Adoption of the climate change package by the European Parliament

With a strong majority, MEP has adopted the EU climate change package in Strasbourg.

MEPs voted on six proposals which together should enable the EU to meet its ambitious goals of cutting greenhouse gas emissions by 20%, improving energy efficiency by 20%, and increasing the share of renewables in the EU’s energy mix to 20%, all by 2020. The package also sets out the EU’s plan to commit to a 30% cut in greenhouse gas emissions if a satisfactory international agreement is reached.

The legislation agreed by the parliamentarians establishes a more ambitious Emissions Trading System (ETS), imposes emissions targets for new cars of 120g CO2 per kilometre and sets out a framework for the construction and operation of up to 12 demonstration projects for carbon capture and storage (CCS) technology. They also set binding national targets for each Member State to reduce emissions from sources not covered by the ETS (such as road and sea transport, services, buildings and agriculture) and revised the fuel quality directive to reduce the environmental impacts arising from the extraction, processing and combustion of transport fuels.

Many MEPs also hailed the agreement as ‘historic’.

However, many thought the legislation did not go far enough and others maintain that getting the package through the legislative process was a major achievement.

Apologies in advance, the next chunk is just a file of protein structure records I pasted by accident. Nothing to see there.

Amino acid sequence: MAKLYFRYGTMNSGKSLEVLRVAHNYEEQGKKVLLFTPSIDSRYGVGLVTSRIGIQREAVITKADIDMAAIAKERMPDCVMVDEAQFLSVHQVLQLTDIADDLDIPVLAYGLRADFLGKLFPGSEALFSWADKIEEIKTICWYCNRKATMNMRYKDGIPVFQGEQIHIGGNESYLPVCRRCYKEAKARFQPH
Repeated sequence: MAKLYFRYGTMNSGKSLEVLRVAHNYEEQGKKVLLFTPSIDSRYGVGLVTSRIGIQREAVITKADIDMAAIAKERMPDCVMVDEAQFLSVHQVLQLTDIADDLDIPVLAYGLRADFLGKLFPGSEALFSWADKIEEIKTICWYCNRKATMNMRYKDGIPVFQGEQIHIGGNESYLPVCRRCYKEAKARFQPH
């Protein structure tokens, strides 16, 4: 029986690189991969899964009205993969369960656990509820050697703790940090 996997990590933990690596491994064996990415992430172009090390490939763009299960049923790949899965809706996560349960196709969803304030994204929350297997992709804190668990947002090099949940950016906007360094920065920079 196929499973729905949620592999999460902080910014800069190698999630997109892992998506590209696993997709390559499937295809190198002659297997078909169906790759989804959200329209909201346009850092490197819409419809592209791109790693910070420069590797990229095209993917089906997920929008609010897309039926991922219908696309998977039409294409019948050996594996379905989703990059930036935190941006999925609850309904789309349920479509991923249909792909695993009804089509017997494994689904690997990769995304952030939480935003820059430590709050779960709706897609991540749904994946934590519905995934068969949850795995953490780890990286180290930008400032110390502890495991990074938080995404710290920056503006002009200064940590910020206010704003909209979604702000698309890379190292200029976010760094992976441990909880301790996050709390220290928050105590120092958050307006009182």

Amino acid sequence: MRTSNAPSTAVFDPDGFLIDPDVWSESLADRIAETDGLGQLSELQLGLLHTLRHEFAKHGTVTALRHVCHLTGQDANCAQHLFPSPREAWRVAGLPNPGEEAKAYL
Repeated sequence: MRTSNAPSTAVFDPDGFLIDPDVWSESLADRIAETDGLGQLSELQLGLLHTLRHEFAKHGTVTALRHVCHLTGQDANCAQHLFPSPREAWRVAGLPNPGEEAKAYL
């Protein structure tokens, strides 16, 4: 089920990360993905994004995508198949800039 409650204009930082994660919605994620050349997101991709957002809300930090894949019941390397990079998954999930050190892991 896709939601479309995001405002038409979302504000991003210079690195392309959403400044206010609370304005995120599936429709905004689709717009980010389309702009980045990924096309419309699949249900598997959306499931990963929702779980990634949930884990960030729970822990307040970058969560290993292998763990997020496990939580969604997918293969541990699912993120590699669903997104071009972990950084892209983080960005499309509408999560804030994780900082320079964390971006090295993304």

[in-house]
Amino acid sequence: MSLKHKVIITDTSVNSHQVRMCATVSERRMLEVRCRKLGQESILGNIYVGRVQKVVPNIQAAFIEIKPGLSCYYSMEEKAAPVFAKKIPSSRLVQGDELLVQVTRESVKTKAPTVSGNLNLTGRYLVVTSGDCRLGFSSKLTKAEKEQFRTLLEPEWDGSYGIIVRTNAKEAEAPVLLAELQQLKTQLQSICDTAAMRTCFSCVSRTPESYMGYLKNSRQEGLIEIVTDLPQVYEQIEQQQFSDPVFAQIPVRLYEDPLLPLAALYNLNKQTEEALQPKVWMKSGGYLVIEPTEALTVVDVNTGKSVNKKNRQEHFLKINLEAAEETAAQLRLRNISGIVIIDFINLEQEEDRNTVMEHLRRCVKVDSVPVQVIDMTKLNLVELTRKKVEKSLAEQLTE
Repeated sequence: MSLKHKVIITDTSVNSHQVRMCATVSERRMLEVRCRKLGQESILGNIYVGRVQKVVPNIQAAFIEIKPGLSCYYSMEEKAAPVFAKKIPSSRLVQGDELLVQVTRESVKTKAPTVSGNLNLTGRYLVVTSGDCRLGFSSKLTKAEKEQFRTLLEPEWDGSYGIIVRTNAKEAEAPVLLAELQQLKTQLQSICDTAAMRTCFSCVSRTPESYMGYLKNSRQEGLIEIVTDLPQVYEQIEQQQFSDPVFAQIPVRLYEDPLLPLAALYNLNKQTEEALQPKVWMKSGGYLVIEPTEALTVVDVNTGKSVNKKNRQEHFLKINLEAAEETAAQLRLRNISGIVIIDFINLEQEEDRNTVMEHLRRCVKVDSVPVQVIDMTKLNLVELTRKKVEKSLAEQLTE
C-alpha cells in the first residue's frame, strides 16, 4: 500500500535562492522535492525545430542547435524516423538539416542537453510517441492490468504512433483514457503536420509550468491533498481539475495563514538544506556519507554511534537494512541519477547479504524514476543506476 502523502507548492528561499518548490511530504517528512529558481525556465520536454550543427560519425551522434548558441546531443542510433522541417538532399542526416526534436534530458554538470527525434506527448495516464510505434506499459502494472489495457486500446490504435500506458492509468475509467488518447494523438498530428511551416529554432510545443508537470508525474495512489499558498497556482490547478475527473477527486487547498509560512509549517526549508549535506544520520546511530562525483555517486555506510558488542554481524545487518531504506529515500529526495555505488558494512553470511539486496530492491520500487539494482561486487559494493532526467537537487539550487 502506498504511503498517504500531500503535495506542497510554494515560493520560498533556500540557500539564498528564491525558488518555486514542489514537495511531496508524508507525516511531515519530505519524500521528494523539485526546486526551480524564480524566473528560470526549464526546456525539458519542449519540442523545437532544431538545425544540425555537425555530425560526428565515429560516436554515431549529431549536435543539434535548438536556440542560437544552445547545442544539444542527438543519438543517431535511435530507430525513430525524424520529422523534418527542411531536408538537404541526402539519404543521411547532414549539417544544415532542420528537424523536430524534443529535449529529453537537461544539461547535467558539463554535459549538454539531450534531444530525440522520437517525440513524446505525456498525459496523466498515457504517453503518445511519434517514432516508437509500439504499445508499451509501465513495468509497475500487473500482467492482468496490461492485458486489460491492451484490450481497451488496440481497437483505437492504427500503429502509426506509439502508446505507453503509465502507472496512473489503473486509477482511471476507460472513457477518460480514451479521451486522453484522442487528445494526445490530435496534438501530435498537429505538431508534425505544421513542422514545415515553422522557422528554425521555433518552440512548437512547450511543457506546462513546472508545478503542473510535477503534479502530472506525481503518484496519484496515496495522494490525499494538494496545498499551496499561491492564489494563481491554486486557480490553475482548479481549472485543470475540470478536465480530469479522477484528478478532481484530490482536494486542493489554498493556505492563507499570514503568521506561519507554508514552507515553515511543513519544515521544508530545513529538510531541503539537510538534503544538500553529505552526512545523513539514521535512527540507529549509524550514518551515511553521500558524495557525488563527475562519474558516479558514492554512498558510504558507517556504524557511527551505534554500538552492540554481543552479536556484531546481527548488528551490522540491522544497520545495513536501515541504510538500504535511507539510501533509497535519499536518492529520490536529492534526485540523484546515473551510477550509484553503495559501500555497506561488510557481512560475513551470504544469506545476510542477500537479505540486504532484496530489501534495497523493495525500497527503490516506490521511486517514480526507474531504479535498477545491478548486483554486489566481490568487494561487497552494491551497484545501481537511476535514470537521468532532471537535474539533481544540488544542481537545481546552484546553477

Green groups also thought the legislation could have gone further, with Greenpeace urging the EU to cut emissions by at least 30%.

On the research front, EuropaBio welcomed the vote, saying it gave the biotech industry a predictable business environment to develop advanced biofuels. ‘Setting a two-step approach for the greenhouse gas emission savings threshold, together with incentives for second generation biofuels will drive public support and increase private sector investment in research and development to speed up the development and commercialisation of second generation or advanced biofuels,’ said the Chair of EuropaBio’s Biofuels Task Force, Kirsten Birkegaard.

Meanwhile the car industry called for support to help it meet the targets set out in the climate package. ‘The legislation requires the industry to continue to invest heavily in R&D [research and development] and new product programmes in order to reach the short-term target,’ reads a statement from auto industry group ACEA.

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